4. BLOOMBERG VS. CHAINS
The City of New York bans store chains from opening more than one location in any neighborhood. As 7-Elevens invade the territory reserved for the grimy neighborhood bodega, third-termer Michael Bloomberg proclaims that every city block ought to have at least one store where it’s fine for locals to sit outside on milk crates and drink $2 Snapple out of paper bags . Subsequently, taxes rise. I heart NY.
5. A MAGAZINE STAYS OPEN, SELLS ADS
The post-millennial Saturday Evening Post announces that it is merging with Playboy, and suddenly Martha and O’s magazines are in big trouble. The new mag publishes things people want to read and engenders brand loyalty in its readers by being authentic and dirty. The printed word is the new black.
6. A BIG IDEA
Someone not named Donnie Deutsch takes over the 10 p.m. spot on CNBC and does interviews with people who have something to say that isn’t a prepared statement by flacks. Jeff Zucker for once gets a night’s sleep.
7. THE IPHONE TIDE
The iPhone is given away with boxes of Tide detergent. Steve Jobs takes to the stage at MacWorld and proclaims that Tide is all he ever uses on his closetful of black turtlenecks and jeans because, “like Apple, Tide is a noun, and I like nouns.” The iPhone is priced down to $9.99, and Americans begin to make all their spending money selling ideas via the App Store.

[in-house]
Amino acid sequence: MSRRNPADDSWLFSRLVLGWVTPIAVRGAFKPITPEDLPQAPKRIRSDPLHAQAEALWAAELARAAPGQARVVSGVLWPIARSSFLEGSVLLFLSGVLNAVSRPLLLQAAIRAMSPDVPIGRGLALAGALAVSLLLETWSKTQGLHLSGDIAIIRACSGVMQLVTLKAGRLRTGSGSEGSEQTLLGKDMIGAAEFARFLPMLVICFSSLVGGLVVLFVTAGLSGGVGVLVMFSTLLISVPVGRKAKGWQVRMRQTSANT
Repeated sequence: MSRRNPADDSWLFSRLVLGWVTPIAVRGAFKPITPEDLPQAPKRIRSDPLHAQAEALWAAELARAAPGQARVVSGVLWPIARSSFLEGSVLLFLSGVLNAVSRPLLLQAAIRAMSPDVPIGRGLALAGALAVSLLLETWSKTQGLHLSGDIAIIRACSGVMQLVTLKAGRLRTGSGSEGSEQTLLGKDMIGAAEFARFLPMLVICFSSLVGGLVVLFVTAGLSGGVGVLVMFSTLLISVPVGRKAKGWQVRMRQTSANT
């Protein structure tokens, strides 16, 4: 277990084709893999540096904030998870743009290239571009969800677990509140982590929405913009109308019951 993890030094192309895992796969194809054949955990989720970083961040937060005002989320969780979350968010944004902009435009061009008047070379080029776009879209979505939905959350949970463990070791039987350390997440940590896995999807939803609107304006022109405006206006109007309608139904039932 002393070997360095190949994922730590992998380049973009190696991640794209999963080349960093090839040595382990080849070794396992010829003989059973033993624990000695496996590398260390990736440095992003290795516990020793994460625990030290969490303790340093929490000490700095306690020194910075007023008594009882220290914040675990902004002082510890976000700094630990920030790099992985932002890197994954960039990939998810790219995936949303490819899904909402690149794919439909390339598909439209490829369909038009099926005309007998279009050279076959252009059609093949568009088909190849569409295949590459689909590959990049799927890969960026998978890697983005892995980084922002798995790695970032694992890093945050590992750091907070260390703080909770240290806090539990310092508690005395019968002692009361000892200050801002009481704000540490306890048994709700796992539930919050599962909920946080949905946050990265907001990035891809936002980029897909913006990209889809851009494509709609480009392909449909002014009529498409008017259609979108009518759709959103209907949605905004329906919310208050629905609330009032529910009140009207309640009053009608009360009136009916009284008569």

After the calamitous failure of several self-help biz books, we start noting how much cheaper it is to enact someone else’s great idea — and pretend it’s ours. The ‘09 way to live a saner and more successful existence is by, you guessed it, jumping on the bandwagon in order to forgo sitting at the reins trying to blaze the trail ourselves.
9. BAD TV IS BANNED
All remaining reality TV gigs, “One Tree Hill” and the ridiculously skinny “90210″ are banned by the feds because a CDC study proves they are in fact not guilty pleasures at all but instantly kill brain cells upon viewing. The ACLU challenges the move as a violation of free speech, or at least a bad use of pee breaks. The liberals win, and a Fox reality show is quickly constructed. Its title: “ACLU-Ville.”
10. EXECS SELL THEIR SOLES
Those bass-ackward Kenneth Cole HELP ads inspire jobless executives to hawk $500 loafers on New York’s Canal Street. In a similar story, “My Super Sweet 16″ is canceled because no one is able to afford to pay for parties that huge and absurd anymore. Rational people rejoice. 2009 is heralded as a banner year!
Facebook. It’s a verb, it’s an adjective, it’s a voyeuristic bonafied stalking tool. I can’t get enough of it nowadays.
When I cannot fall sleep, instead of counting sheep or watching latenight reruns of poker shows, I travel to Facebookland. I visit profiles of friends, then friends of friends, then friends of friends of friends and so on. I look through photo albums and compare movie taste. Don’t judge, you do it too